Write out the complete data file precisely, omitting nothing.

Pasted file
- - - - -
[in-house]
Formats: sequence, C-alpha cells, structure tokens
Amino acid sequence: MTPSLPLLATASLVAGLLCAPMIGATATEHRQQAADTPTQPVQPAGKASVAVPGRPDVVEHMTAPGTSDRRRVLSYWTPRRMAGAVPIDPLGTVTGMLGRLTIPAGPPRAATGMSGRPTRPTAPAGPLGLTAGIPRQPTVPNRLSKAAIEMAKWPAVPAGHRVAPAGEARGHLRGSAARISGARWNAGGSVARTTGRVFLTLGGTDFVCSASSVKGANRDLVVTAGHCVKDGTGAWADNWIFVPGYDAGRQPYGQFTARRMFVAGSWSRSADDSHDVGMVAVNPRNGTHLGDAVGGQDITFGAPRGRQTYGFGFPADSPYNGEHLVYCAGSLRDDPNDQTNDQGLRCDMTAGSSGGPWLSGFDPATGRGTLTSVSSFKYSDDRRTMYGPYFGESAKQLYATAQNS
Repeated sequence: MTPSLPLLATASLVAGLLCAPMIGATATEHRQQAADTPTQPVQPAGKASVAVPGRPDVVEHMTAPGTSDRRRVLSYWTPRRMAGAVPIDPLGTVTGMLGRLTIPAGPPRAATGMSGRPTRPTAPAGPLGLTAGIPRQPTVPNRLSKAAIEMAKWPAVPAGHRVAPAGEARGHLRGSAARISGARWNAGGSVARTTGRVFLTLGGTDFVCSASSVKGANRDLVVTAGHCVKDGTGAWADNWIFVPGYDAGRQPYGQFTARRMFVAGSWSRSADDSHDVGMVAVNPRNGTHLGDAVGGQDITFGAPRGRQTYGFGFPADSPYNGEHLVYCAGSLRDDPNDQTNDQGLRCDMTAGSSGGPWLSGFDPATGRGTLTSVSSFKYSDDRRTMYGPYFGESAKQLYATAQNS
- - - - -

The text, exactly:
[in-house]
Formats: sequence, C-alpha cells, structure tokens
Amino acid sequence: MTPSLPLLATASLVAGLLCAPMIGATATEHRQQAADTPTQPVQPAGKASVAVPGRPDVVEHMTAPGTSDRRRVLSYWTPRRMAGAVPIDPLGTVTGMLGRLTIPAGPPRAATGMSGRPTRPTAPAGPLGLTAGIPRQPTVPNRLSKAAIEMAKWPAVPAGHRVAPAGEARGHLRGSAARISGARWNAGGSVARTTGRVFLTLGGTDFVCSASSVKGANRDLVVTAGHCVKDGTGAWADNWIFVPGYDAGRQPYGQFTARRMFVAGSWSRSADDSHDVGMVAVNPRNGTHLGDAVGGQDITFGAPRGRQTYGFGFPADSPYNGEHLVYCAGSLRDDPNDQTNDQGLRCDMTAGSSGGPWLSGFDPATGRGTLTSVSSFKYSDDRRTMYGPYFGESAKQLYATAQNS
Repeated sequence: MTPSLPLLATASLVAGLLCAPMIGATATEHRQQAADTPTQPVQPAGKASVAVPGRPDVVEHMTAPGTSDRRRVLSYWTPRRMAGAVPIDPLGTVTGMLGRLTIPAGPPRAATGMSGRPTRPTAPAGPLGLTAGIPRQPTVPNRLSKAAIEMAKWPAVPAGHRVAPAGEARGHLRGSAARISGARWNAGGSVARTTGRVFLTLGGTDFVCSASSVKGANRDLVVTAGHCVKDGTGAWADNWIFVPGYDAGRQPYGQFTARRMFVAGSWSRSADDSHDVGMVAVNPRNGTHLGDAVGGQDITFGAPRGRQTYGFGFPADSPYNGEHLVYCAGSLRDDPNDQTNDQGLRCDMTAGSSGGPWLSGFDPATGRGTLTSVSSFKYSDDRRTMYGPYFGESAKQLYATAQNS